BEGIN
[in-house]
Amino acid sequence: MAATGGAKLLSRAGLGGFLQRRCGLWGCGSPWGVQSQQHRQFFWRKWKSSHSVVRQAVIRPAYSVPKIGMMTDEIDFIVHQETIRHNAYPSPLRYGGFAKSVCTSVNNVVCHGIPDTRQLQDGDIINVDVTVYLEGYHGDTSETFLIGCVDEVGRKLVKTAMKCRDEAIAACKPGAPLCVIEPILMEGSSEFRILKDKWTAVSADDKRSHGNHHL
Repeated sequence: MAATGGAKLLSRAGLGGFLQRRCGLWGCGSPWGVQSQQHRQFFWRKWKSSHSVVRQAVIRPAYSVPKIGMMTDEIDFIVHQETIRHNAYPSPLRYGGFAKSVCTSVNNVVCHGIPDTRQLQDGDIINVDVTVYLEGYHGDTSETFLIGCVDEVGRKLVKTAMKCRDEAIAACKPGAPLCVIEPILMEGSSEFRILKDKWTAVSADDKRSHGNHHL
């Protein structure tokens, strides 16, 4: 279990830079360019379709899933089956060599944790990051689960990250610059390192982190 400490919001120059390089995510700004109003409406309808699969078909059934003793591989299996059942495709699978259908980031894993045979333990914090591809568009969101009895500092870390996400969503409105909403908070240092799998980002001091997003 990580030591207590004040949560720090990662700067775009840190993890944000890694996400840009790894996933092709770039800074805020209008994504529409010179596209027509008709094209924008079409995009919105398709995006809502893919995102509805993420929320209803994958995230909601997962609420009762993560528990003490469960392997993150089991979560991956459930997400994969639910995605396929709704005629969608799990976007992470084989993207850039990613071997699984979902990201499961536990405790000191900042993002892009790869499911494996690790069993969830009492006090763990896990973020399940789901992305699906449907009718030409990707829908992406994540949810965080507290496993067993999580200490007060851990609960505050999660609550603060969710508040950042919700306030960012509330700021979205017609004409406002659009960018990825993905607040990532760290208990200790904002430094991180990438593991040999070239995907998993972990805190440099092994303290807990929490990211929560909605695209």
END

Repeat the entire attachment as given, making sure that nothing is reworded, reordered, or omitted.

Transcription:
[in-house]
Amino acid sequence: MAATGGAKLLSRAGLGGFLQRRCGLWGCGSPWGVQSQQHRQFFWRKWKSSHSVVRQAVIRPAYSVPKIGMMTDEIDFIVHQETIRHNAYPSPLRYGGFAKSVCTSVNNVVCHGIPDTRQLQDGDIINVDVTVYLEGYHGDTSETFLIGCVDEVGRKLVKTAMKCRDEAIAACKPGAPLCVIEPILMEGSSEFRILKDKWTAVSADDKRSHGNHHL
Repeated sequence: MAATGGAKLLSRAGLGGFLQRRCGLWGCGSPWGVQSQQHRQFFWRKWKSSHSVVRQAVIRPAYSVPKIGMMTDEIDFIVHQETIRHNAYPSPLRYGGFAKSVCTSVNNVVCHGIPDTRQLQDGDIINVDVTVYLEGYHGDTSETFLIGCVDEVGRKLVKTAMKCRDEAIAACKPGAPLCVIEPILMEGSSEFRILKDKWTAVSADDKRSHGNHHL
């Protein structure tokens, strides 16, 4: 279990830079360019379709899933089956060599944790990051689960990250610059390192982190 400490919001120059390089995510700004109003409406309808699969078909059934003793591989299996059942495709699978259908980031894993045979333990914090591809568009969101009895500092870390996400969503409105909403908070240092799998980002001091997003 990580030591207590004040949560720090990662700067775009840190993890944000890694996400840009790894996933092709770039800074805020209008994504529409010179596209027509008709094209924008079409995009919105398709995006809502893919995102509805993420929320209803994958995230909601997962609420009762993560528990003490469960392997993150089991979560991956459930997400994969639910995605396929709704005629969608799990976007992470084989993207850039990613071997699984979902990201499961536990405790000191900042993002892009790869499911494996690790069993969830009492006090763990896990973020399940789901992305699906449907009718030409990707829908992406994540949810965080507290496993067993999580200490007060851990609960505050999660609550603060969710508040950042919700306030960012509330700021979205017609004409406002659009960018990825993905607040990532760290208990200790904002430094991180990438593991040999070239995907998993972990805190440099092994303290807990929490990211929560909605695209």